In the philosophy of Arts & Crafts, the fireplace is idealized as the centerpiece of family life: hearth and home.
ABOVE: This fireplace surround in a ca. 1915 house was recently faced with matte-glazed tile. All photographs by Linda Svendsen
At Gustav Stickley’s Craftsman Farms, his own family’s abode, multiple fireplaces are famously clad in iridescent Grueby tiles, or feature hand-hammered copper hoods inscribed with uplifting mottoes. Although not every builders’ bungalow got a fireplace—or at least not a fancy one—plenty of period examples survive to inspire us. The seven examples shown here are, however, in newer homes. As in most revivals, the best work of an era is reproduced more widely.
Arts & Crafts fireplaces come in many variants: Rustic, Mission, Asian, English or Art Nouveau . . . and in wood, brick, stucco, or art tile. Today’s revival fireplaces are deliberate and artful, showcasing the talent of the mason, the woodcarver, or the pottery. Fireplaces are the focus of cozy inglenooks, they warm bathers, and they showcase vases and metalwork.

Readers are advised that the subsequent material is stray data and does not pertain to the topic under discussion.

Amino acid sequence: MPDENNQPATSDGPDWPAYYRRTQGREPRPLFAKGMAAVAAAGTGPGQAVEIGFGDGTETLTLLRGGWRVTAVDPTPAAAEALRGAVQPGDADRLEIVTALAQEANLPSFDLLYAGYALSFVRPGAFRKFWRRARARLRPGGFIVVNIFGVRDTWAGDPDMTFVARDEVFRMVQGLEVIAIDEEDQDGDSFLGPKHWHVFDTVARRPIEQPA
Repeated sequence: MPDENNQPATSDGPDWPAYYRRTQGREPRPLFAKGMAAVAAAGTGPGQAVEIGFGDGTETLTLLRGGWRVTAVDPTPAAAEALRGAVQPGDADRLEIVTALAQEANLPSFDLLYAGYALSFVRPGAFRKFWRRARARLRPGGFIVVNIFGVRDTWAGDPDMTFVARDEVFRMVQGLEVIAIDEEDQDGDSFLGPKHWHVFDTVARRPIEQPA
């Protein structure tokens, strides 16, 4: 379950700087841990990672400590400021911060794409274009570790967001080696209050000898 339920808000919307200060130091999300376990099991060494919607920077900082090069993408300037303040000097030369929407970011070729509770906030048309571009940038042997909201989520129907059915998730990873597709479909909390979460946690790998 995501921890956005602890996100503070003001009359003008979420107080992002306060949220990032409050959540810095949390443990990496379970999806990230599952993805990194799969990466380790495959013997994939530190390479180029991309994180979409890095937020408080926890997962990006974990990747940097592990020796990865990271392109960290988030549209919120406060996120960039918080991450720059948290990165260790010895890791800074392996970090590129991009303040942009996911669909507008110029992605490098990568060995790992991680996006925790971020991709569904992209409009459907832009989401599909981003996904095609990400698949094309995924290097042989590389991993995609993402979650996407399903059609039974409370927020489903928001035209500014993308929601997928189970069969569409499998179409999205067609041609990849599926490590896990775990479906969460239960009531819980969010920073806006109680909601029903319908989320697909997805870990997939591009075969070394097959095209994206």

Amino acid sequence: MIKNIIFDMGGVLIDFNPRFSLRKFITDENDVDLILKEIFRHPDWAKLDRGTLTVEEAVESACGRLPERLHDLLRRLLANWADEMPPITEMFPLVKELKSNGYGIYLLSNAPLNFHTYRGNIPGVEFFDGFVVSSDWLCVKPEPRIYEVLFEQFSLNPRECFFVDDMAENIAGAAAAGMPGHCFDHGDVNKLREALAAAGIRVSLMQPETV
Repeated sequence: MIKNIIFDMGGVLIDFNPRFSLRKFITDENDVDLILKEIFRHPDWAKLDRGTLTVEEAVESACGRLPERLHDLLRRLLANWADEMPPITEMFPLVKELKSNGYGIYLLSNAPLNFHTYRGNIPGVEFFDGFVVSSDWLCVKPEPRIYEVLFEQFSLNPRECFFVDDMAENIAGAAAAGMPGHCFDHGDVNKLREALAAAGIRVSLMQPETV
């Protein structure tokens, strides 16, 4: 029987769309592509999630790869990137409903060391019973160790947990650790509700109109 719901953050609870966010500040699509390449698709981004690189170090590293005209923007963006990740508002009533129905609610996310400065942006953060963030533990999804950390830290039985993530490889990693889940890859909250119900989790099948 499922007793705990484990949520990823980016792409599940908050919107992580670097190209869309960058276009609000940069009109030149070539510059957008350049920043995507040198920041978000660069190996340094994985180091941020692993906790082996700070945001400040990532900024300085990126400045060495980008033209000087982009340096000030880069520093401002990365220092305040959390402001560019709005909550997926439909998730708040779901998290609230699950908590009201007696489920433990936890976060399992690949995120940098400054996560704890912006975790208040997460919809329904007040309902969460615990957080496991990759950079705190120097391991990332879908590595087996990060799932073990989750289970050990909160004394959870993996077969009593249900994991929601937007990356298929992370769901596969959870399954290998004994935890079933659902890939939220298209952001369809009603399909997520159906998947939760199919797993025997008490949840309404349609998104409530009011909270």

The “bungalow era” of the early 20th century was the first to assure comfortable central heating as a matter of course. Then as now, these recreational fireplaces were symbolic. But they sure are a showcase for beautiful work, and a defining element of the Arts & Crafts interior.
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